The Way to Play It
That means big players with large cash reserves often find it easier to buy competitors’ product lines or those competitors themselves than to launch new drugs from scratch.
So, I want to introduce you to SPDR S&P Pharmaceuticals (NYSE: XPH). This is an exchange-traded fund (ETF) composed of some of the biopharma industry’s leading firms and a smattering of aggressive small caps.
XPH is not an M&A fund – but it’s a great way to take advantage of the trend. This ETF focuses on the industry’s bread and butter: high earnings.
And many companies in the fund’s portfolio will likely end up growing through mergers. Or they could become targets themselves.
For instance, XPH holds both Pfizer and Hospira. So, XPH profits from the sale of Hospira stock and, over the long haul, from Pfizer’s lower-cost, higher-growth business model.
XPH holds 36 stocks, with an average market cap of $36 billion. Several of them are prime examples of the biopharma M&A boom that we seek to get a piece of:
- Actavis PLC (NYSE: ACT) is a global specialty drug firm that makes generic and branded compounds. The firm markets approximately 1,000 products, including both prescription and over-the-counter drugs. The company has been on an acquisition binge. In November, the Dublin, Ireland-based firm said it will buy Botox maker Allergan Inc. (NYSE: AGN) – which XPH also holds-for $66 billion. And in July, it picked up Forest Laboratories Inc. for $25 billion.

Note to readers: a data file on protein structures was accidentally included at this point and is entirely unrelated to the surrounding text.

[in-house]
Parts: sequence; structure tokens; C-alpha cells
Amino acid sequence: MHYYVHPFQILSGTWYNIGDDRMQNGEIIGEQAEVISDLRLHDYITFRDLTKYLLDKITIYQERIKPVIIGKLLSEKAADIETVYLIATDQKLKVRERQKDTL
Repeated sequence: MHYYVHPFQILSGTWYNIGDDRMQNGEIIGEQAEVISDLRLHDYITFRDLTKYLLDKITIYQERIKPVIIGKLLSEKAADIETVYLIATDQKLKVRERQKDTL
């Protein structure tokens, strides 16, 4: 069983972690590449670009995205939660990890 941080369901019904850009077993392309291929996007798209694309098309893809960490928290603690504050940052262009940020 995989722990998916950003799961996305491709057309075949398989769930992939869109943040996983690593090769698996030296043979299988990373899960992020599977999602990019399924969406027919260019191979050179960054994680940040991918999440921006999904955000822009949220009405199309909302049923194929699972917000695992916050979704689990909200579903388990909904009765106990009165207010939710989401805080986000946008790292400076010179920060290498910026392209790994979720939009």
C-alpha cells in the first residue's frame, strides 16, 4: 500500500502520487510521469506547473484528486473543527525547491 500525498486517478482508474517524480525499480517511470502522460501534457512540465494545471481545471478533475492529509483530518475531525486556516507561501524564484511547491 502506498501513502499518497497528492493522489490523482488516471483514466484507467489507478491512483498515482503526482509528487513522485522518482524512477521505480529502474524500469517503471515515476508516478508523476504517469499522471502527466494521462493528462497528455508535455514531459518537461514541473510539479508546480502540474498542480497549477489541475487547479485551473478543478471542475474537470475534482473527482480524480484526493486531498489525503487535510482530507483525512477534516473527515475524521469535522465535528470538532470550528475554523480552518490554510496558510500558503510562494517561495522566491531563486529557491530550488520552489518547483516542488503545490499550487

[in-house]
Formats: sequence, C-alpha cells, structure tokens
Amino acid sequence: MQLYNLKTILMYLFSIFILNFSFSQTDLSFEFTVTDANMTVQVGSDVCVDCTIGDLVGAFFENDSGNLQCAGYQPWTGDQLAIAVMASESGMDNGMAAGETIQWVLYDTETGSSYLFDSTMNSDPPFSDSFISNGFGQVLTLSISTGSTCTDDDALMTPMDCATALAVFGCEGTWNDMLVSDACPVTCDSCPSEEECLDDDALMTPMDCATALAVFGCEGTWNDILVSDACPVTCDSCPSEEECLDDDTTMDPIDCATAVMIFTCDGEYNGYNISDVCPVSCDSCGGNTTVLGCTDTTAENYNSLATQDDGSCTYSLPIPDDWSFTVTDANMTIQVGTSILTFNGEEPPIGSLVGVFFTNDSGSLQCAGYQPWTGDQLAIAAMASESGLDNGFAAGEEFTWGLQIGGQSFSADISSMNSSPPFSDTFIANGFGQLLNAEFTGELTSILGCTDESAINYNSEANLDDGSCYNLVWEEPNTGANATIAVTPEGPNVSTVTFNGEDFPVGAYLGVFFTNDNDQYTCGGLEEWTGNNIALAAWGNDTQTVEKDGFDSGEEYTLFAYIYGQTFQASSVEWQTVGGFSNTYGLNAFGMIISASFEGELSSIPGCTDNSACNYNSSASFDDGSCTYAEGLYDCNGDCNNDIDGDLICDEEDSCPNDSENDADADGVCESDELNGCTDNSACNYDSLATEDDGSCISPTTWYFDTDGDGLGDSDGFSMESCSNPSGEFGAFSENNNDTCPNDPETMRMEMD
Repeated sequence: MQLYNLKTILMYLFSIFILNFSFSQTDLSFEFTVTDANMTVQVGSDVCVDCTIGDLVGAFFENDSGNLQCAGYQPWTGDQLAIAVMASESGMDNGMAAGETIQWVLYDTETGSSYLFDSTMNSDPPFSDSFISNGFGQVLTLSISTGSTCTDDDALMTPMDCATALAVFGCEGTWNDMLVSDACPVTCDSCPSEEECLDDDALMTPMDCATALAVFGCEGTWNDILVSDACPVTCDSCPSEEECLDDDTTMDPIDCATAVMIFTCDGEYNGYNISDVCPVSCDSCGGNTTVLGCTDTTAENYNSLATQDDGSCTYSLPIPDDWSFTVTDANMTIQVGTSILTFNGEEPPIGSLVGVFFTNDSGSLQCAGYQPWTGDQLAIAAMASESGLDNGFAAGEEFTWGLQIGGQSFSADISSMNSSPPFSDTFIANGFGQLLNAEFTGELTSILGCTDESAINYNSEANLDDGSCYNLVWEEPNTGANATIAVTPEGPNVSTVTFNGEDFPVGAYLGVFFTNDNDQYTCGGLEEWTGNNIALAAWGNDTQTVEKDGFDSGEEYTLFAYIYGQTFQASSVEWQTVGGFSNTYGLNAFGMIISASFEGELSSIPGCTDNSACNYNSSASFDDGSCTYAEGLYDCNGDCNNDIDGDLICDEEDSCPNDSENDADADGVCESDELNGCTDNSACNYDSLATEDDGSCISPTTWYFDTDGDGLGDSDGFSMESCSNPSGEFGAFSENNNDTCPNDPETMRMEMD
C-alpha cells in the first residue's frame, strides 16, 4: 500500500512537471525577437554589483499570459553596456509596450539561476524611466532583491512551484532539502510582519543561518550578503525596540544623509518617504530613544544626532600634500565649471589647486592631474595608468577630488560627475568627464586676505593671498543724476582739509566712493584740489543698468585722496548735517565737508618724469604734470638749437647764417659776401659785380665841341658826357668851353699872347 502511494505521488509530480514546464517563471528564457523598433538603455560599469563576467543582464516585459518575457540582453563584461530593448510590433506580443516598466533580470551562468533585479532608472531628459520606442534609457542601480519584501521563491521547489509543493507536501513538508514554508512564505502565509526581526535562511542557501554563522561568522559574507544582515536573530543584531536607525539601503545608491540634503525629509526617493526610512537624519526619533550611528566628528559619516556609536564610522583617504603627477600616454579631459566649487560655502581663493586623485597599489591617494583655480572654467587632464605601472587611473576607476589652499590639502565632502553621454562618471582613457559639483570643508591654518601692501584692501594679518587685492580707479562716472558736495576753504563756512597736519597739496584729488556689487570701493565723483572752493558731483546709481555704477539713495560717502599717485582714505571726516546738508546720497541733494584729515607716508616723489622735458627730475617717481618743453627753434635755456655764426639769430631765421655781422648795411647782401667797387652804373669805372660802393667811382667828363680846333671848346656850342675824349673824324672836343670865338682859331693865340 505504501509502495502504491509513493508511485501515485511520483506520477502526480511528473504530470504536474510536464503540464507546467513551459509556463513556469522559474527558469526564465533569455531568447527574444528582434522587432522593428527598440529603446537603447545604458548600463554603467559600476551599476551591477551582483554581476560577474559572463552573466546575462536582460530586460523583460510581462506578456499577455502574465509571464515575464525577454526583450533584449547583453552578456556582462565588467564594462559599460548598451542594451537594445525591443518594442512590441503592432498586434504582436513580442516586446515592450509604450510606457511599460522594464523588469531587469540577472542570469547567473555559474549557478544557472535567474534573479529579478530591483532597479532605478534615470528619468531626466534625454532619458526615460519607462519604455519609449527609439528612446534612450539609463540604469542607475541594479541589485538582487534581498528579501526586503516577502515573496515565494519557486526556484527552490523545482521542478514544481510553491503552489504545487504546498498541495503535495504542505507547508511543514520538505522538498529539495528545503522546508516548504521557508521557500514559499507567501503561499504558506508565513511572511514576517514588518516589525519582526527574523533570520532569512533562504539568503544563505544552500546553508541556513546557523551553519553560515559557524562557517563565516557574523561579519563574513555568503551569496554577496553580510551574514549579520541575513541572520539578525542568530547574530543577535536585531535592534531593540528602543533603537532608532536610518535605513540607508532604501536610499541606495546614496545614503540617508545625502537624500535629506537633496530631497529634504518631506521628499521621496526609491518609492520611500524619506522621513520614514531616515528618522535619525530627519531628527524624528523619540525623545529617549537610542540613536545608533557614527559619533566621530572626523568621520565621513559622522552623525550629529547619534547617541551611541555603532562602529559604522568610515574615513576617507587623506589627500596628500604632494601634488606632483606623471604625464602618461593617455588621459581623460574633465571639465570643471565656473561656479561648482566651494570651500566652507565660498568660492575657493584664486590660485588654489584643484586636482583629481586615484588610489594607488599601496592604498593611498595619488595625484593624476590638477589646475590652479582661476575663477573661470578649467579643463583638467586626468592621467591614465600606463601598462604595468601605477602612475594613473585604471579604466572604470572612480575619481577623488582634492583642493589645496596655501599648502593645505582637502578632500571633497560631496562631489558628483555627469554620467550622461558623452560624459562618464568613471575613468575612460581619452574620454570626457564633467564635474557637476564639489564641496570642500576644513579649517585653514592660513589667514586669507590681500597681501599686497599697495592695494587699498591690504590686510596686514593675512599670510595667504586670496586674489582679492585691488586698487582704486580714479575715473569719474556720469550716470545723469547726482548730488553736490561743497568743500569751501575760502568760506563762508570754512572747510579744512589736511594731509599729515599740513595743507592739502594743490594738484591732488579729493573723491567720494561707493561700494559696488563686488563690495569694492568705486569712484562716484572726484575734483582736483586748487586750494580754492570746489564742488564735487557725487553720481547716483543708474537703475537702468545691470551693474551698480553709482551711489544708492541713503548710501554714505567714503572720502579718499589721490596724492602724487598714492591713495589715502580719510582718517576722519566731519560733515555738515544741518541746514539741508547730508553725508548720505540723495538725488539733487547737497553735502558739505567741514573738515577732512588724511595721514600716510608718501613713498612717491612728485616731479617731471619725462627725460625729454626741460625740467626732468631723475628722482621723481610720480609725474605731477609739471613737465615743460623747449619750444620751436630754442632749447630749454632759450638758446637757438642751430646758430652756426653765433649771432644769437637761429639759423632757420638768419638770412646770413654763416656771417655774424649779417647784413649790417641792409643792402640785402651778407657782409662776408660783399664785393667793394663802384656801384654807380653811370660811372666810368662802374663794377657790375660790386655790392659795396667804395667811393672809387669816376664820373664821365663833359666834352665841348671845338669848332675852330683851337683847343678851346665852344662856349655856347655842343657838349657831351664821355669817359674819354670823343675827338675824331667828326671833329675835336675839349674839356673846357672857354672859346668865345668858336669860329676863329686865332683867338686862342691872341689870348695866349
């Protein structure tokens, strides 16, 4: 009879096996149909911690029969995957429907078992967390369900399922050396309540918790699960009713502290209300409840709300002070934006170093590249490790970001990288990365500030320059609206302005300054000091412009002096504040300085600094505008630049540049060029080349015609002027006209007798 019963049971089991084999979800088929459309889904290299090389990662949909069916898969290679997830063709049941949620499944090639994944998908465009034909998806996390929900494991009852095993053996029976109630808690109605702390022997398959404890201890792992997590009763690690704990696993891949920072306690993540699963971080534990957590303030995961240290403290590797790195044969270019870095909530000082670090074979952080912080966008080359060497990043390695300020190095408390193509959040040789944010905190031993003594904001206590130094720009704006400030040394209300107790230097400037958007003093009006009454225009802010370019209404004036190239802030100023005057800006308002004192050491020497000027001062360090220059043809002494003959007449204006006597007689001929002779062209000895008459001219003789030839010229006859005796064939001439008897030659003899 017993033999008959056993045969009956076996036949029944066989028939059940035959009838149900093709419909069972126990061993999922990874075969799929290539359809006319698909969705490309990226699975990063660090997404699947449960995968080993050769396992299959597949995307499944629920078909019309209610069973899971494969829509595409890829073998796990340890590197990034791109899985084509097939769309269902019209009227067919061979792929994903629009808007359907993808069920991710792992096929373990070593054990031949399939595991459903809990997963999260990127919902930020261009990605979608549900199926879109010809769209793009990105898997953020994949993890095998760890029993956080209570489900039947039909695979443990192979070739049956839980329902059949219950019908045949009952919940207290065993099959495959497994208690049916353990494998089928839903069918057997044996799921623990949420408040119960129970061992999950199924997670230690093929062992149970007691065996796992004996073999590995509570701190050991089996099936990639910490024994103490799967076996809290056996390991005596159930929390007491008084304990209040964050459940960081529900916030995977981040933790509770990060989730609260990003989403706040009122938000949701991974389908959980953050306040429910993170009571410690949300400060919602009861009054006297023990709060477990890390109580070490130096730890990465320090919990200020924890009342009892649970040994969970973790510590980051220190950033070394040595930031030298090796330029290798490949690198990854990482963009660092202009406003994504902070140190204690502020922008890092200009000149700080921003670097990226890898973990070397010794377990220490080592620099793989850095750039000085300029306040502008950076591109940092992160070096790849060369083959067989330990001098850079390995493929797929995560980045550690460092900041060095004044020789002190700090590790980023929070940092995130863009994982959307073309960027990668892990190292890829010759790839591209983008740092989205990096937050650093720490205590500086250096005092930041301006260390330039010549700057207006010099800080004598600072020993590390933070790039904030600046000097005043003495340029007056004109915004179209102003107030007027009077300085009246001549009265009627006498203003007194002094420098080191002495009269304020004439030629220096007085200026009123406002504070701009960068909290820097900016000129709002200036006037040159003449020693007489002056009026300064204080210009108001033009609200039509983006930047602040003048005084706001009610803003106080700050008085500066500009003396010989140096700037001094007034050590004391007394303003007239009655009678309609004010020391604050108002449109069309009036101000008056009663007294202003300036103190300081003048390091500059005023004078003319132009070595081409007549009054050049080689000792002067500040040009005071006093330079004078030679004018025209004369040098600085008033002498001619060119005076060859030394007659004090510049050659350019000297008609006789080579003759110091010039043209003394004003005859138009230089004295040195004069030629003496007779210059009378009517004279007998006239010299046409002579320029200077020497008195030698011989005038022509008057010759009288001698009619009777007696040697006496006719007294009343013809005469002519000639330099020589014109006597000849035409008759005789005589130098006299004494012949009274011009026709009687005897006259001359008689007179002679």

- Jazz Pharmaceuticals PLC (Nasdaq: JAZZ), also based in Dublin with substantial operations in California, has grown quickly since its founding in 2003. Buying products from other firms has played a big role in its global expansion. It has either licensed or acquired outright six major drugs in 11 years. It’s best known for Xyrem, a drug that treats sleeping disorders. In late 2013, it agreed to acquire all of Italy‘s Gentium SPA (OTC: GENTY) for $1 billion.
- Eli Lilly and Co. (NYSE: LLY) is one of the best-known firms in pharmaceuticals. And now it is moving aggressively into high-margin products for animals. Last April, it announced the $5.4 billion acquisition of the animal health division from Novartis AG (NYSE ADR: NVS).The move makes Lilly the world’s second-largest animal healthcare business after Zoetis Inc. (NYSE: ZTS), which XPH also holds. The world’s 10th-largest pharmaceutical firm operates in 125 countries.
- Merck & Co Inc. (NYSE: MRK) is a company I know well, having had lunch with a former CEO several years ago. He talked me into trying Claritin for my allergies, and I’ve been taking it ever since. The company is in a state of transition, as evidenced by its recent M&A activity. In December, Merck announced it’s buying Cubist Pharmaceuticals Inc. (Nasdaq: CBST) for $8.4 billion. The move followed a decision last May to sell Merck’s consumer unit to Bayer AG (OTC: BAYRY) for $14 billion.
No wonder XPH has greatly outperformed the overall market for the last two years.
During the period, XPH returned roughly 95% to investors. That’s well over double the S&P’s return of 38% during the period.
And it’s more than just a great way to cash in on the steady stream of biotechnology and pharmaceutical M&A activity.
This is an ETF that, at its heart, is focused on biopharma firms’ ongoing high earnings growth.
The beauty of a play like this one is that rather than try to pick a single winner, we get to benefit of the entire sector’s operations.
That makes XPH an excellent foundational investment to pave your road to wealth.
Editor’s Note: This week we beat back the suggestion that the biopharma M&A boom is over. What Wall Street “myth” have you ignored – and made out big on? Let us know in the comments below. We love hearing from you.